That said, when diluted, essences are wonderful scents that can fill your room via an ultrasonic diffuser or through by topical application after it is blended in an appropriate carrier oil. Speaking of…

What Are Carrier Oils

In short, these lipids are the base of many blends that extract fans use to reap the topical benefits of their extracts. Still, there are a number of ways these lipids will benefit you as well. The many carrier lipids available are all derived from natural hosts, just like their scented counterparts. But they are not collected in the same way.

Depending on the carrier oil, it can be extracted in several ways. Cold pressed, expeller pressed, solvent extracted, CO2 extracted, infusion/macerate, refined, bleached, deodorized, or winterized.

I would like to add that there are certain lipids that may seem like a good carrier oil for blending with your extracted scent, and you can experiment and research more about it on your own. It should be said that some lipids don’t work well as carriers and these include butter, margarine, and vegetable shortening. As for acceptable options, try sweet almond, fractionated coconut, and jojoba.

What Are They Used For?

Unlike essences, which can be used in three ways, carrier lipids are limited to one or two only. There is no point of diffusing or inhaling the aromas of carrier lipids because they are less potent in their aroma and are primarily used as a base for scented blends. They can be ingested, depending on the carrier. One example is olive oil.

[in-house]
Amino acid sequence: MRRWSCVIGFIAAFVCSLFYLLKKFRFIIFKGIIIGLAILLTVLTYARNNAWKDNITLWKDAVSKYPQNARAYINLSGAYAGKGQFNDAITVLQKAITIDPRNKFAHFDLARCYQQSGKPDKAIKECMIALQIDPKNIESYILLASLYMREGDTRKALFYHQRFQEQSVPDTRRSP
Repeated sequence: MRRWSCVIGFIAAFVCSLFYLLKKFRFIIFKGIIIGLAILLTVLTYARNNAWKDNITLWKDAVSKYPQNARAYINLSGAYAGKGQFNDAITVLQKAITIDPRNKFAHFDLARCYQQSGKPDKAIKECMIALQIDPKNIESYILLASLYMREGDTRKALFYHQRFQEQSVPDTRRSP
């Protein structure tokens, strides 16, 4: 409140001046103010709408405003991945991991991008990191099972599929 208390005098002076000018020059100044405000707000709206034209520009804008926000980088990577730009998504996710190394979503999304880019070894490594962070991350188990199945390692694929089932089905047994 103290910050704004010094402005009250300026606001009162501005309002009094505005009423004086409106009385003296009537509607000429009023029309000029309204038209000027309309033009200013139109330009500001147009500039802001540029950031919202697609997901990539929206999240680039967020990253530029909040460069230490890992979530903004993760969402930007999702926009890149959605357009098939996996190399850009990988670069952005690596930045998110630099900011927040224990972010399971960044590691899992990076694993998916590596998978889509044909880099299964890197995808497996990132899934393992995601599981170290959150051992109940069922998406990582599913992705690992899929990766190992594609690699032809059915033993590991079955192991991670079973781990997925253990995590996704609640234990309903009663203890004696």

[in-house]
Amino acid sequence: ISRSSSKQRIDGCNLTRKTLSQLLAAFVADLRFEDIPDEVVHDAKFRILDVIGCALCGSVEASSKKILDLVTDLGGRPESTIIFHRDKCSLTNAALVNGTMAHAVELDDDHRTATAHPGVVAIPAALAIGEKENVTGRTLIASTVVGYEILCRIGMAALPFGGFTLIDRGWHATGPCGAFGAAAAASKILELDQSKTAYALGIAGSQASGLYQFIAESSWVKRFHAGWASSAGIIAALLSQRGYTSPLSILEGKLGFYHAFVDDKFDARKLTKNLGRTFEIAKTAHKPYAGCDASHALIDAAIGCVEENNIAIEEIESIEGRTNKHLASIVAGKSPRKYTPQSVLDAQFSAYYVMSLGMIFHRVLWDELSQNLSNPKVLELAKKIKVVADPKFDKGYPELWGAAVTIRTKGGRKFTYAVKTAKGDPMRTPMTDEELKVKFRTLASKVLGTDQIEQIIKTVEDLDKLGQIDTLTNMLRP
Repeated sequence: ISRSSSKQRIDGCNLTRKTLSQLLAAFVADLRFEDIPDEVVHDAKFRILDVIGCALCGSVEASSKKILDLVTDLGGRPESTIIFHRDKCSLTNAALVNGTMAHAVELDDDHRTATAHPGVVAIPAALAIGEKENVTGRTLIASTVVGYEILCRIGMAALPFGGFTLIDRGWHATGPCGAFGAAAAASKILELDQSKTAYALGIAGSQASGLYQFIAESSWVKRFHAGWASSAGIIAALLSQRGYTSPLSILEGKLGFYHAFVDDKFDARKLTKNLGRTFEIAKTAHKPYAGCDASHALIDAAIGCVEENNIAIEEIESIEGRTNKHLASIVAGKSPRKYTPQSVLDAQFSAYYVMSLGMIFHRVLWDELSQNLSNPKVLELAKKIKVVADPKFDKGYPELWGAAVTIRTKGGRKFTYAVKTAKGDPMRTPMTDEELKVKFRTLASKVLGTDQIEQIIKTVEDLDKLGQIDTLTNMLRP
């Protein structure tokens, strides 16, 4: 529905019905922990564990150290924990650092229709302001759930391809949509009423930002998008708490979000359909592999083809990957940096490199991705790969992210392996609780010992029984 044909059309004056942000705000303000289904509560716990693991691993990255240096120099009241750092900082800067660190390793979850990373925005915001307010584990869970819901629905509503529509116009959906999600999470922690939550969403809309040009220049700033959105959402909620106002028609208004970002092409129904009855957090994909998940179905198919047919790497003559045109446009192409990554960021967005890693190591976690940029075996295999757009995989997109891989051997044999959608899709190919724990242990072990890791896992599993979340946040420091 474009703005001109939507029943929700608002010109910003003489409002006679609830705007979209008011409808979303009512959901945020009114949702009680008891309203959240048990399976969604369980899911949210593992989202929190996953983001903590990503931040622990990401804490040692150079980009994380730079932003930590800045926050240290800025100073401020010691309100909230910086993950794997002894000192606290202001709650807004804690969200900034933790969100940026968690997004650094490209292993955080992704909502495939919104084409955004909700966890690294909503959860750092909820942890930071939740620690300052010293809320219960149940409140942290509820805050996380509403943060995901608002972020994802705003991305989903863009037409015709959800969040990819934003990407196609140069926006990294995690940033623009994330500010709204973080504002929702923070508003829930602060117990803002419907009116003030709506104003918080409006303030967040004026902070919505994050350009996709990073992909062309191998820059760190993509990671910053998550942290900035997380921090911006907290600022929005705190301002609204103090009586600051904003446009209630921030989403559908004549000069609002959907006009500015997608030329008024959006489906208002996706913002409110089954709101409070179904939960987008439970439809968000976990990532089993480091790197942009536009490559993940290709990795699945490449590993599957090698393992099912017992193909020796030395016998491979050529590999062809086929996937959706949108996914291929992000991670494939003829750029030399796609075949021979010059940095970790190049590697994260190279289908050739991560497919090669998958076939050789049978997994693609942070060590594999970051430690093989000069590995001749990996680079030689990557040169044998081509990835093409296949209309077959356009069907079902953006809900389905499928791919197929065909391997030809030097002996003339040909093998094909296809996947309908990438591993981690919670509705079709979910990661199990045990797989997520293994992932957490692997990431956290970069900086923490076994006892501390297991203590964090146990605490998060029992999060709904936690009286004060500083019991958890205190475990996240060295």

olive-oil-salad-dressing-cooking-olive

The most popular use of carrier oils is topical treatments, as the base of a blend, which I mentioned earlier. You can apply them alone if you like but why stop there, when you can add a few fragrant drops and enhance your massage or foot rub.

Who Should Buy These?

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Anyone who loves essential lipids should try out the different types of carriers available. Currently, I use sweet almond, but I am going to start experimenting with avocado and fractionated coconut lipids very soon. If you aren’t ready for essentials but would like to try carriers, that’s fine. I would suggest checking out jojoba, which has a ton of health benefits all it’s own.

Conclusion

As much as we intended to write a piece that showed the differences between essential and carrier oils, which do exist, there is no denying after researching that they were created to complement each other. You can use the carrier oil topically without the essential but not the other way around. Essential lipids can be harsh on the skin if they are not diluted well with a carrier substance like water or an appropriate oil. If you have any information about carriers or essentials that you’d like to share with us, leave us a comment in the section below. If you found this article helpful, share it with your friends. Everyone should have access to a better mind, body, and soul.